It is astonishing how little the administration invested in selling the 2024 Finance Bill to the public. Legitimate critiques were dismissed as anti-Ruto delusions of the middle class. The government lacked any credible evidence of improvements in public services to justify further increases in taxes. The Treasury’s Principal Secretary and the National Assembly’s Finance Committee chair showed up for media availability unprepared and could not provide any coherent rationale for the proposed tax increases. All this fueled public perception that the Finance Bill was written in Washington by the IMF (International Monetary Fund) as part of Kenya’s fiscal consolidation program — further eroding already threadbare government legitimacy.

All this to say that Ruto should have known better. Most reasonable commentators would agree that in 2022 his campaign elevated public discourse over policy in Kenya to a higher plane. He commendably diminished the role of ethnicity in elections. In promising to equalize the economic playing field he spoke to millions of Kenyans who had been disenfranchised by Kenyatta’s cronyism. Unfortunately for Kenyans, it appears that all he sought to do was destroy the old system but lacked any plans to build something new. And now he is reaping the rewards of that oversight.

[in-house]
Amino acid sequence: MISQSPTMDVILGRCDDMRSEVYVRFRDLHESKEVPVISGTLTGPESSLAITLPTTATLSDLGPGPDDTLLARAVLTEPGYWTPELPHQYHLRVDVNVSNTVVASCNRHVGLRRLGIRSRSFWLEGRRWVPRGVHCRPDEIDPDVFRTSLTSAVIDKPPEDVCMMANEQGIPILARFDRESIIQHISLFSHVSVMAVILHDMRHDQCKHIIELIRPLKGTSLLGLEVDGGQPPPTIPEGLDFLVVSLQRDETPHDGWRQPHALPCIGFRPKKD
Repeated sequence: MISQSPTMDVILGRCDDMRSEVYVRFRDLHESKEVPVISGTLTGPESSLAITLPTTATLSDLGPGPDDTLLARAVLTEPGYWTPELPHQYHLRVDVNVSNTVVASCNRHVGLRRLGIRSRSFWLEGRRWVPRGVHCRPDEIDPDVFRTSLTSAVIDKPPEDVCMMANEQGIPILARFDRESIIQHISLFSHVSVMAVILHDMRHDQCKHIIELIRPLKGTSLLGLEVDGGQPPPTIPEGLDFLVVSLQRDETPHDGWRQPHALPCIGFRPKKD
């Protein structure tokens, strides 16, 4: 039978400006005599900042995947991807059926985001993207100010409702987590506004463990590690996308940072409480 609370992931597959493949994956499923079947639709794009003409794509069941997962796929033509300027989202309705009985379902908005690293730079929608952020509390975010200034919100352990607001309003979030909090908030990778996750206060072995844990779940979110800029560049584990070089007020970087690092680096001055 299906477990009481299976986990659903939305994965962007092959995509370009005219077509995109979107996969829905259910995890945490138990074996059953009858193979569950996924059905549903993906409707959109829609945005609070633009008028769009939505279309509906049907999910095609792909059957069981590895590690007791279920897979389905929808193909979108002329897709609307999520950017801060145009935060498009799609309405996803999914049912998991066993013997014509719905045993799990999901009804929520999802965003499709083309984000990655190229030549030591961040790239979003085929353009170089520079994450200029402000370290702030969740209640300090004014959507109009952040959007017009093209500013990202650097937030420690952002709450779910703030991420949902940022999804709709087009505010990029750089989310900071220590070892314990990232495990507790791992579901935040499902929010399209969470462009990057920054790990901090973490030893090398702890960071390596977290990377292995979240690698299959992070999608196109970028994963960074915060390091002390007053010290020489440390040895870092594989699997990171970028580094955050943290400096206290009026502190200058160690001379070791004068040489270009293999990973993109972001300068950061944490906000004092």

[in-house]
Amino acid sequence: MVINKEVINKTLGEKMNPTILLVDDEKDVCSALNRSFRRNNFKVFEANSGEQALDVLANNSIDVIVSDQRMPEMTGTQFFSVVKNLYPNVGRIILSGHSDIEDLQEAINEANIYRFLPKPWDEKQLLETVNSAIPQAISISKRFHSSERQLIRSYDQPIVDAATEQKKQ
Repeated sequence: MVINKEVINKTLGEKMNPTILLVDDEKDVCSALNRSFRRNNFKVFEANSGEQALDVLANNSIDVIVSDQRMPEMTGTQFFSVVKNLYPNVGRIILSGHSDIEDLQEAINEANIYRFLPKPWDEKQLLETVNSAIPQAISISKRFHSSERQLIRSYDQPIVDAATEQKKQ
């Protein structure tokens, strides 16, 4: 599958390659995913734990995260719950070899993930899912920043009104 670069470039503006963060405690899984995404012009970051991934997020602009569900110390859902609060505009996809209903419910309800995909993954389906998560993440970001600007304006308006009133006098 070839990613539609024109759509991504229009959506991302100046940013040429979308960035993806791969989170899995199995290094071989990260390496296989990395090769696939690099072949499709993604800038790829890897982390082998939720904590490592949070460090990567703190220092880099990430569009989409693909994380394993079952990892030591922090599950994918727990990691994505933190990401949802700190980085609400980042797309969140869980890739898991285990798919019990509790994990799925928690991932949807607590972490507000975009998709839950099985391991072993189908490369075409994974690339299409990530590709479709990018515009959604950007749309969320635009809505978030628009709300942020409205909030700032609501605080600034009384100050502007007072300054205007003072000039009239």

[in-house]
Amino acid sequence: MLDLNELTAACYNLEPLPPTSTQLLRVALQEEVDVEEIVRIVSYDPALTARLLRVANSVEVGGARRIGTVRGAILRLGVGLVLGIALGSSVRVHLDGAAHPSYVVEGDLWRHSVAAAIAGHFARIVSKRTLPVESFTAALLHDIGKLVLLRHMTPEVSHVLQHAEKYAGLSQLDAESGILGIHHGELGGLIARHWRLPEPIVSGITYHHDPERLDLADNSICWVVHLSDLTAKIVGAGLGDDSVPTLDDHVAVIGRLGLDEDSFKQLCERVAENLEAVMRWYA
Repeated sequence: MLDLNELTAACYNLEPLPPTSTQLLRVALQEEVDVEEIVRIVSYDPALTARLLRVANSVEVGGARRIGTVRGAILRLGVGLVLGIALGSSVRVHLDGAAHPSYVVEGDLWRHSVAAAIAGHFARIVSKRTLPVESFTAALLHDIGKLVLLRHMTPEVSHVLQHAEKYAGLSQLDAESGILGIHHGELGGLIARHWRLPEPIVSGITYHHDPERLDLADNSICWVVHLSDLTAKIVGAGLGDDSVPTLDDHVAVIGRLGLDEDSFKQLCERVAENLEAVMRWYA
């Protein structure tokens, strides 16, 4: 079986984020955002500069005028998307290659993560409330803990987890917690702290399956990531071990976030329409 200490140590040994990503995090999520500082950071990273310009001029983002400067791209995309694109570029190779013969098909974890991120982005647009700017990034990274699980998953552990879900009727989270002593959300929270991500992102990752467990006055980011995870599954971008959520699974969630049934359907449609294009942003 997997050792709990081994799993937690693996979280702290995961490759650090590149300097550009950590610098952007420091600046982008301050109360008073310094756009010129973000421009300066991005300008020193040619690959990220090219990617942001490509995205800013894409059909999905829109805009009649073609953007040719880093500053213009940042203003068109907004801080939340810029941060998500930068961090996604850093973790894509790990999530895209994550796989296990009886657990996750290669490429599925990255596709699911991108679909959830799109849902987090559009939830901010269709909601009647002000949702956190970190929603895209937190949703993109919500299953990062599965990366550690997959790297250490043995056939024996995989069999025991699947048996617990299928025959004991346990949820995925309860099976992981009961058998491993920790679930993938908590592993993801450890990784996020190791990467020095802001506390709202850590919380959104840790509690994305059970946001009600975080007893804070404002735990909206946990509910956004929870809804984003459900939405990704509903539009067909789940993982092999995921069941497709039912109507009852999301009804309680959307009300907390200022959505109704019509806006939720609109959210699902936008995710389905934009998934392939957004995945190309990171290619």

II: A snowballing crisis of legitimacy

After two weeks of protests, on July 2, 2024 President William Ruto’s administration finally showed its hand on how it intends to end the anti-tax protests. Police brutality, abductions, and a mounting death toll did not work in persuading protesters to stay home. The threat to deploy the Kenya Defense Forces (KDF) was instead met with relief. Unlike the politicized and indisciplined police, the KDF is a professional force beloved by Kenyans. On July 2, 2024 the administration deployed a new tactic: letting hooligans who had opportunistically joined the protests loot shops and destroy private property while police watched. Administration officials and their amplifiers then gleefully shared images of the emerging chaos to discredit protesters, followed by official statements in the same vein.

It is a cynical approach that might just work. Businesses that already have been losing money on protest days are loathe to lose their inventory to looters. The chaotic images from the protests might also scare enough people to call for restoration of order, even if it means little to no further reforms from the administration.

But it also comes at enormous risk. First, it is unclear how protesters will react. They might create their own anti-looters protection squads. The last thing the country needs are running battles among civilians in the streets during protests (there are credible reports that politicians allied to the administration are sponsoring some of the looting to discredit protesters). Second, police inaction has been met by organized civilian protection squads in parts of Nairobi and elsewhere. Should the protests persist, these entities will likely acquire a life of their own and pose future challenges to state power and authority. Finally, the cynicism of an administration unleashing violence on its own people will only further erode government legitimacy.